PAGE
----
#ABWomenSpeak - Kathleen Lowrey


On Sunday, May 2, 2021, we joined various women's groups in Canada, including WHRC Canada, Alberta Radical Feminists, and caWsbar (Canadian Women's Sex-Based Rights) and took to the grounds of the Alberta Legislature to hold a protest.

What follows is a transcript of Kathleen Lowrey's remarks!

A video of this speech and those of the other speakers is available on our facebook page!

Kathleen Lowrey is an Associate Professor of Anthropology at the University of Alberta. Reading Gallus Mag's website is what raised her consciousness about gender ideology, starting around 2014-2015. She published her first piece about these issues on Feminist Current in 2018. In 2020, student objections to her feminist views led to her dismissal from an administrative post within the U of A. She does not recant. She's unfortunately not here to speak in person today, but here is a recording she sent us for today's event.

Hello, rebel women. I salute you.

I wish I were standing shoulder to shoulder with you today. All week, I've been thinking of a modified version of Shakespeare's famous line from Henry V: "We few, we happy few, we band of sisters," though advance word was that we might not be so few after all today. Whatever our number, we are few in comparison to how many we're going to become. 

Today is an important day in the history of Alberta feminism, Canadian feminism, and world feminism. In the fact of your presence, you're each a manifestation of the renewal of feminist political action in the 21st century.

This renewal is taking place because it is desperately needed. We've watched in horror and disbelief as right we considered safe have collapsed and people we considered allies have turned on us, but we're no longer gasping for breath at the swiftness and sheer aggression of these reversals. We're clear-eyed about what is at stake and we understand that this fight is going to be long, fierce, and still for some time to come, lonely. And yet, I think I speak for all of us in saying that we are excited and full of courage, full of solidarity, and above all full of hope about feminist political action.

Say what you will about gender identity ideology and transactivism, they remind us very starkly of why feminism exists. If womanhood is an arbitrary social category that anybody can sign up for for kicks, feminism is ridiculous and unnecessary. If, on the other hand, womanhood is both a material fact of life and source of vital power, having an analysis of the control and exploitation of women is fundamental and liberatory. It's why feminism exists.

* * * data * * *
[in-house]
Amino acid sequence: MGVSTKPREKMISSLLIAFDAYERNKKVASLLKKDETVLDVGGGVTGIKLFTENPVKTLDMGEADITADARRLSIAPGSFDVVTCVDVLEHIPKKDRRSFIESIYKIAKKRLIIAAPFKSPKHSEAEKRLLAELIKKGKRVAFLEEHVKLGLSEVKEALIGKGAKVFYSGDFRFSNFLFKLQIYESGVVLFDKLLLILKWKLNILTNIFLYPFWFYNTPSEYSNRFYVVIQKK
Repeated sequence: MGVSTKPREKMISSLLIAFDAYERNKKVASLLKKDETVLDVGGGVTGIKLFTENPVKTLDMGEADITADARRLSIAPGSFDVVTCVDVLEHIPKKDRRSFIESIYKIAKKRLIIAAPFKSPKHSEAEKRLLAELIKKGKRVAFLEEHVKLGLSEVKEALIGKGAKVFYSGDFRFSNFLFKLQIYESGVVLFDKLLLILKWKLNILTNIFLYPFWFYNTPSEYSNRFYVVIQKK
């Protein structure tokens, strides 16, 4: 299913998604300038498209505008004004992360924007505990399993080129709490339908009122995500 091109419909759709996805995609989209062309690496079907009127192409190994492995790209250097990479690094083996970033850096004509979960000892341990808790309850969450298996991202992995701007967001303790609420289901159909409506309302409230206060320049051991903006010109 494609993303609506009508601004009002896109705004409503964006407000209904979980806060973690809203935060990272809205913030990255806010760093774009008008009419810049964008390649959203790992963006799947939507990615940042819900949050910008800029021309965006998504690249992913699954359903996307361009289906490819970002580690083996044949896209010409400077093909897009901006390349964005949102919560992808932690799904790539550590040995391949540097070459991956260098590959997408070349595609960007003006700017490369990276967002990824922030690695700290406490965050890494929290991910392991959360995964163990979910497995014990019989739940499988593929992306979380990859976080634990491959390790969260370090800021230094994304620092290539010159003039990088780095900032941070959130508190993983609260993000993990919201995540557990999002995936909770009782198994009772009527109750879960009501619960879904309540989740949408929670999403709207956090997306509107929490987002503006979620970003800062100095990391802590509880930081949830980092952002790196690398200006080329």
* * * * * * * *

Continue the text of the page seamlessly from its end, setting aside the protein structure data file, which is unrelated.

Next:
Gender identity ideology and transactivism have dragged us onto such absurd terrain, they've reminded us of some elementary principles. They've prepared us to return with renewed clarity to other kinds of unfinished feminist business. These are the fight against pornography, the fighting against the prostituting of women and children, and the fight against surrogacy. I think the gender ideology fight is, in the long run, a mere preamble. The assertions of transactivism are silly and unsupportable and the public is increasingly saying so too. 

One does not have to be a feminist to understand that having men in women's sports and women's spaces and women's prisons and medicalising resistance to sexual stereotyping in children are all bad ideas. One does have to be a feminist to see that these aggressive incursions into the lives and bodies of women and children are continuous with the exploitation of the lives of bodies of women and children in the production of pornography, with the exploitation of the lives and bodies of women and children in prostitution, and with the exploitation of the lives and bodies of women and children in the practice of what is euphemistically known as "reproductive surrogacy."

Resistance to one mode of male aggression leads inexorably to other resistances. That's why we face so much ferocious opposition for asserting common sense on gender identity ideology. But it's also why we're finding so many women swelling the ranks of feminist political action these days. They see what we see. They're making the connections we're making.

So let me close with this: here's to you, my dear sisters, and here's to the sisters who will be joining us in the months and years to come. We are on the march. Thank you.

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